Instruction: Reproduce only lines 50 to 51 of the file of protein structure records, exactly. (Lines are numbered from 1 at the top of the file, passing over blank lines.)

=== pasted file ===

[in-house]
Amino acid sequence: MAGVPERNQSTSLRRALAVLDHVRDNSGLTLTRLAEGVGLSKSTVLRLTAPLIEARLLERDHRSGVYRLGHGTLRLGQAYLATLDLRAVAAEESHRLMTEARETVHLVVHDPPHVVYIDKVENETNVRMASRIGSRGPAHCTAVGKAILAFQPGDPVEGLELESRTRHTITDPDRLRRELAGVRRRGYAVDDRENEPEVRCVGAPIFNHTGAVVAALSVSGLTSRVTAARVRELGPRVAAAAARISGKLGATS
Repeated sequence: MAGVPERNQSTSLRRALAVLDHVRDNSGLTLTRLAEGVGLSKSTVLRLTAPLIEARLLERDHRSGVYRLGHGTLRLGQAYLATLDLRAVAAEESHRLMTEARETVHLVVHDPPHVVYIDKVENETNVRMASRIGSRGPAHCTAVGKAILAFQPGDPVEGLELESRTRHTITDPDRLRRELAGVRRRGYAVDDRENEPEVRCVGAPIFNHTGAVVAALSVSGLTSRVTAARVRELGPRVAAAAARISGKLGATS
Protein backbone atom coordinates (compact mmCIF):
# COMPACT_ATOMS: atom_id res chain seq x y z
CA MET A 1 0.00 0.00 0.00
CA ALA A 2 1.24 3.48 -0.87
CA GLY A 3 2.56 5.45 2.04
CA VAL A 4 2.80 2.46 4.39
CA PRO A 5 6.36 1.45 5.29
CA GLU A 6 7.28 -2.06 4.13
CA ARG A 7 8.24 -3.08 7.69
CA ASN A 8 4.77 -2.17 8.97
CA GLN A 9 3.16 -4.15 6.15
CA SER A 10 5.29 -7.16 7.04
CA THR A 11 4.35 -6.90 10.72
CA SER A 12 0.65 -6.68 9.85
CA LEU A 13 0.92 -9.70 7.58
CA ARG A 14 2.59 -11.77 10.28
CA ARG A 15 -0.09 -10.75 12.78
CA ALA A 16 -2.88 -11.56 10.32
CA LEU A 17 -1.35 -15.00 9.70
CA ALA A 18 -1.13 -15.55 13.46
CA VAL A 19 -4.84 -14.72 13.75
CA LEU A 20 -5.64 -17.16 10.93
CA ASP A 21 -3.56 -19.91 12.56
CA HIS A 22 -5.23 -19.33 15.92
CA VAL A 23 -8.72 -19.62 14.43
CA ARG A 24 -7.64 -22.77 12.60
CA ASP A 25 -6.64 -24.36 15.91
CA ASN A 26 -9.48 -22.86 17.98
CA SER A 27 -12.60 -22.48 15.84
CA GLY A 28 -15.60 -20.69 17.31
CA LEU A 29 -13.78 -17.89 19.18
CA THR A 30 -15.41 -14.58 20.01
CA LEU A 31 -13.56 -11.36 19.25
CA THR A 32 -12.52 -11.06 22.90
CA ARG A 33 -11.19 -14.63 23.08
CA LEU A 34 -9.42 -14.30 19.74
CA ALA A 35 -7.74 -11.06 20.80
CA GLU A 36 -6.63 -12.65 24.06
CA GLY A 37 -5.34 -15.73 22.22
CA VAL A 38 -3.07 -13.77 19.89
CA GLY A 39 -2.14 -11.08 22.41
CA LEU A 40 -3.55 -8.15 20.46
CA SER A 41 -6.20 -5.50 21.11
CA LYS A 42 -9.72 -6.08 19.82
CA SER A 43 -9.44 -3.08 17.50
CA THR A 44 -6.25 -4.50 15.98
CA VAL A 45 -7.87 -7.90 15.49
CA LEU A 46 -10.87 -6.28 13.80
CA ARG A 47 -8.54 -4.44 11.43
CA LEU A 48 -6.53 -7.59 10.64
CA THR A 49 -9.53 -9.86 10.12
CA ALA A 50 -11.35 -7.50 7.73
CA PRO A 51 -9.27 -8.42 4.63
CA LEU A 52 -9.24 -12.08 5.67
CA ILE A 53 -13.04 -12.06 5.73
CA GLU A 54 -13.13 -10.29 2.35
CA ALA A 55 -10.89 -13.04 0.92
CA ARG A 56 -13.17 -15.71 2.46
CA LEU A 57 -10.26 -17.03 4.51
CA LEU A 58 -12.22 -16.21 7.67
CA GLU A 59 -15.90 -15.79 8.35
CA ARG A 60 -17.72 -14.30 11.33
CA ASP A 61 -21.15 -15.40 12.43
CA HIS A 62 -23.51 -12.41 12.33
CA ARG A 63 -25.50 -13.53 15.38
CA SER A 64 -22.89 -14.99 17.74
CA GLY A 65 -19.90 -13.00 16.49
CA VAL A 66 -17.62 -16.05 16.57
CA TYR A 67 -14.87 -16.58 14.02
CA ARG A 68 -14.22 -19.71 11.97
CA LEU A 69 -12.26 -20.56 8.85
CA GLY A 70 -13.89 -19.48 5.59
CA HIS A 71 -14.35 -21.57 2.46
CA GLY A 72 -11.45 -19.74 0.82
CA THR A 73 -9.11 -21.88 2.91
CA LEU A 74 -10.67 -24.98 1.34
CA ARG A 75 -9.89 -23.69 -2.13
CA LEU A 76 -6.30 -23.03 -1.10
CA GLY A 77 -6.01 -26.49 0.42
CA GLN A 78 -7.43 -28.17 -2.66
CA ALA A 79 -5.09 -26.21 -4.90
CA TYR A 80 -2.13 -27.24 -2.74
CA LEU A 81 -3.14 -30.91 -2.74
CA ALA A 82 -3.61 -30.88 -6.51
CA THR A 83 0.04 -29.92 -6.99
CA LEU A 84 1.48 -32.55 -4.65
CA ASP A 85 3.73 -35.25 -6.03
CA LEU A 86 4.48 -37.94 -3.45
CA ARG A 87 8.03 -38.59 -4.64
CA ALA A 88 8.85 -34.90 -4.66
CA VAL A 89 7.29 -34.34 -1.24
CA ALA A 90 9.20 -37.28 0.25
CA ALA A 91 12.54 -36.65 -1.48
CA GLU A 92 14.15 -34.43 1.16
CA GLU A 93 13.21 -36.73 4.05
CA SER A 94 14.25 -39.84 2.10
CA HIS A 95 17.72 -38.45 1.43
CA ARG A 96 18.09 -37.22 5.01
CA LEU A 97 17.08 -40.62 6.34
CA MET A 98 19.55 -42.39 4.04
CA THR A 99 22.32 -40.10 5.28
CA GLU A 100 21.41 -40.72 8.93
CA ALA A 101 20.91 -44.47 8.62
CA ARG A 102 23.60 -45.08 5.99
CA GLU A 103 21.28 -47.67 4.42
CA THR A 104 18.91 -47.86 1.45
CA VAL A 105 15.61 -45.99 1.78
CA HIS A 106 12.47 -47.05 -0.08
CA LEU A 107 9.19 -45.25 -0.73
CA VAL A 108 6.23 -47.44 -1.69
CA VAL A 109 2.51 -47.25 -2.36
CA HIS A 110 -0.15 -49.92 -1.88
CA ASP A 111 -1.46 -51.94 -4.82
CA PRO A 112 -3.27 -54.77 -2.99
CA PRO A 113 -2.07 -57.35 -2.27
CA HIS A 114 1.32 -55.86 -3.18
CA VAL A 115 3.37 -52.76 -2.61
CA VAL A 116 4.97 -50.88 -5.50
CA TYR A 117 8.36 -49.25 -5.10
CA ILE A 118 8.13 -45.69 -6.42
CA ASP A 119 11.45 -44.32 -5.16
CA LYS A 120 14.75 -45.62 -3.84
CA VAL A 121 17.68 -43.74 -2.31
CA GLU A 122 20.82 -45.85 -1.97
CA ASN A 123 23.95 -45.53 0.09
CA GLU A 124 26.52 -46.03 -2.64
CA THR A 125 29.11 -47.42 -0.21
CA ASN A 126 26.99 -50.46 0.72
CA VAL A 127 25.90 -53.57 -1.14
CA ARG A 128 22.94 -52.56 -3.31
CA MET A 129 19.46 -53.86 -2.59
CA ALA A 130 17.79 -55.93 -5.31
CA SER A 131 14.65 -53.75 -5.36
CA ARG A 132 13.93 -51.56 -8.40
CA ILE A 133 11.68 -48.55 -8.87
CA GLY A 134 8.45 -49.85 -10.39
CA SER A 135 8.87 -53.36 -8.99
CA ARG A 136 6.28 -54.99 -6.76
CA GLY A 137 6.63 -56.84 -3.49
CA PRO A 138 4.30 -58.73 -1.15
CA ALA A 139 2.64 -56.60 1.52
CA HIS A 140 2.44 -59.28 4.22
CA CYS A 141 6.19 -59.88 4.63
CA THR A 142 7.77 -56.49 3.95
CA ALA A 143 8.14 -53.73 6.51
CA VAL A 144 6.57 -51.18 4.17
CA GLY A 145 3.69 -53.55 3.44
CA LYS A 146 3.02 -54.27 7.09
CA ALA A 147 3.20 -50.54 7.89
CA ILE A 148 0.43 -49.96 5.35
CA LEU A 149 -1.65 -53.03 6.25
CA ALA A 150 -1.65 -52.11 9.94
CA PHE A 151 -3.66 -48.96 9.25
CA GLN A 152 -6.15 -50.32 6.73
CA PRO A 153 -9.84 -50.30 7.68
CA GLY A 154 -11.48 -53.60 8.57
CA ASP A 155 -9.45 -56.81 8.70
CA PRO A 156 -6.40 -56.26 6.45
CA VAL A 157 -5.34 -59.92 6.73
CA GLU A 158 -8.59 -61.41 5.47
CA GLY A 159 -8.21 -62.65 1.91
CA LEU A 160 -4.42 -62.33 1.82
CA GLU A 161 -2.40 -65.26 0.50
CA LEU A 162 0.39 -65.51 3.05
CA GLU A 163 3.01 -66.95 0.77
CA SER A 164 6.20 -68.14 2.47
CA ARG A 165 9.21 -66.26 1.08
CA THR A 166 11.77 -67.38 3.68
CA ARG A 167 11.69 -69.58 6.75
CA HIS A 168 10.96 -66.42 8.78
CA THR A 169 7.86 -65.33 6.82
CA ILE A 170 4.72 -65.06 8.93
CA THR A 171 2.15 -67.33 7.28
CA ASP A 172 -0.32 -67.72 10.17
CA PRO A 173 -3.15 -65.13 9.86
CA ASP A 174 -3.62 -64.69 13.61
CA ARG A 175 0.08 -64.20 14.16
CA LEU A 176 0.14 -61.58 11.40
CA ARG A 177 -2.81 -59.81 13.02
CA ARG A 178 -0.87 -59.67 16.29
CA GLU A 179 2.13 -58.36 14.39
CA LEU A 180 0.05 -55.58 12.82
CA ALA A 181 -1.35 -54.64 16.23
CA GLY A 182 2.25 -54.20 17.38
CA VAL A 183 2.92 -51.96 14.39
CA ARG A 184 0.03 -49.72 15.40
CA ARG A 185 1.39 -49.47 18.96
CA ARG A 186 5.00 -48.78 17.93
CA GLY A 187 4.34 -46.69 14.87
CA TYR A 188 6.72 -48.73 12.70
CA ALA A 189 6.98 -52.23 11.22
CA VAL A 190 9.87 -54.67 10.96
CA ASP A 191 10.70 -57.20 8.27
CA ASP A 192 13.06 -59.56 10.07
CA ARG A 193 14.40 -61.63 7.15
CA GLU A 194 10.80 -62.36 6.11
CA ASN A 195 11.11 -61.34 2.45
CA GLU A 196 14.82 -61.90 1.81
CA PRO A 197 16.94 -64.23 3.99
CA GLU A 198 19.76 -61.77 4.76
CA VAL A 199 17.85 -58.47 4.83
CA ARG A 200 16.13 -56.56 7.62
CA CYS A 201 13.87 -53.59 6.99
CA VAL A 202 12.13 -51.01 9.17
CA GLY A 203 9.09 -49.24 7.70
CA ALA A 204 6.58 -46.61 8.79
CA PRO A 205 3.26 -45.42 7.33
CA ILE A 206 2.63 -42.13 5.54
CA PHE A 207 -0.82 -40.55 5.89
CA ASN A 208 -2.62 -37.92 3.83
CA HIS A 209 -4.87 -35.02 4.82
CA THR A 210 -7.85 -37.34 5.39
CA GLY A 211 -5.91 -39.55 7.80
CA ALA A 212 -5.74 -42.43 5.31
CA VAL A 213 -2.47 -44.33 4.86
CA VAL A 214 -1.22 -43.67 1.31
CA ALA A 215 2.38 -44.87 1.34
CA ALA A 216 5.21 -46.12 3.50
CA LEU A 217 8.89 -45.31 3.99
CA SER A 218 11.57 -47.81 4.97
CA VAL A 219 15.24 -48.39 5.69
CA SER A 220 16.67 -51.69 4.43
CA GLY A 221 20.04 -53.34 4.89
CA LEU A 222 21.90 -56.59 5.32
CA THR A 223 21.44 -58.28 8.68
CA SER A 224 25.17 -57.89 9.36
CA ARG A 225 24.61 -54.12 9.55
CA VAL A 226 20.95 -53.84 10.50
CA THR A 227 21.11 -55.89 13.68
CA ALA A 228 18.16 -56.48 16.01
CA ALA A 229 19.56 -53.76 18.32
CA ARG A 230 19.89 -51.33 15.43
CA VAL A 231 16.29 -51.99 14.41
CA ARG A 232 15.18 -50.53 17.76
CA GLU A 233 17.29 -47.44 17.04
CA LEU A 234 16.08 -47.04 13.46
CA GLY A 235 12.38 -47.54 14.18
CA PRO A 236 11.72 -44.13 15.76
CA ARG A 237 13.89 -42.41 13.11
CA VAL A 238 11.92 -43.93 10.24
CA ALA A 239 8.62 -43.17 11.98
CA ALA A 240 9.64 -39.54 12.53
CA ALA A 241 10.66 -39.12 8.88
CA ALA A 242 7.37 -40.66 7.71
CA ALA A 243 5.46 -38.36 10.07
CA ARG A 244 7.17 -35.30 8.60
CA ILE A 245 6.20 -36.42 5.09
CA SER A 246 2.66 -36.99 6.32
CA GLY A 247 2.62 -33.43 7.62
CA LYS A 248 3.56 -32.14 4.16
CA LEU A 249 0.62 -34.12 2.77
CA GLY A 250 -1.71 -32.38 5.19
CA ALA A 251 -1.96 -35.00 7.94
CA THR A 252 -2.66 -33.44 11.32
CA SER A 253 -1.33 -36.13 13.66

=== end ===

CA VAL A 45 -7.87 -7.90 15.49
CA LEU A 46 -10.87 -6.28 13.80